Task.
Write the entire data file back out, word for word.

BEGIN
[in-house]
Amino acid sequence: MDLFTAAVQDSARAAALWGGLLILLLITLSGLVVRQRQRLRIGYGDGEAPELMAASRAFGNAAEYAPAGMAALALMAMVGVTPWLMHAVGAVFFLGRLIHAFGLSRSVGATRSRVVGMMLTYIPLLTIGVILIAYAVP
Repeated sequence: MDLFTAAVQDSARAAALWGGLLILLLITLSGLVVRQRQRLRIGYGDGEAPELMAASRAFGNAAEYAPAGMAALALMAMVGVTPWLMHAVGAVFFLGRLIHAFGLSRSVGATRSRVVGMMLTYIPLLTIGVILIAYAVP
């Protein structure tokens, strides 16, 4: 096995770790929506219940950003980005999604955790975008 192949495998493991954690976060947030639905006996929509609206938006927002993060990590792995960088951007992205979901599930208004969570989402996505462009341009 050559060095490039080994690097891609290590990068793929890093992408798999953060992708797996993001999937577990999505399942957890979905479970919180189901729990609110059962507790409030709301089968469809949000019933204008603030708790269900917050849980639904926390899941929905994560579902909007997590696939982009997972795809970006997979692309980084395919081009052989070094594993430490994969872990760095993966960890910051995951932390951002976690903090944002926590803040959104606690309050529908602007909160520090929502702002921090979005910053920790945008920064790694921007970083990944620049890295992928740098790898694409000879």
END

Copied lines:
[in-house]
Amino acid sequence: MDLFTAAVQDSARAAALWGGLLILLLITLSGLVVRQRQRLRIGYGDGEAPELMAASRAFGNAAEYAPAGMAALALMAMVGVTPWLMHAVGAVFFLGRLIHAFGLSRSVGATRSRVVGMMLTYIPLLTIGVILIAYAVP
Repeated sequence: MDLFTAAVQDSARAAALWGGLLILLLITLSGLVVRQRQRLRIGYGDGEAPELMAASRAFGNAAEYAPAGMAALALMAMVGVTPWLMHAVGAVFFLGRLIHAFGLSRSVGATRSRVVGMMLTYIPLLTIGVILIAYAVP
């Protein structure tokens, strides 16, 4: 096995770790929506219940950003980005999604955790975008 192949495998493991954690976060947030639905006996929509609206938006927002993060990590792995960088951007992205979901599930208004969570989402996505462009341009 050559060095490039080994690097891609290590990068793929890093992408798999953060992708797996993001999937577990999505399942957890979905479970919180189901729990609110059962507790409030709301089968469809949000019933204008603030708790269900917050849980639904926390899941929905994560579902909007997590696939982009997972795809970006997979692309980084395919081009052989070094594993430490994969872990760095993966960890910051995951932390951002976690903090944002926590803040959104606690309050529908602007909160520090929502702002921090979005910053920790945008920064790694921007970083990944620049890295992928740098790898694409000879």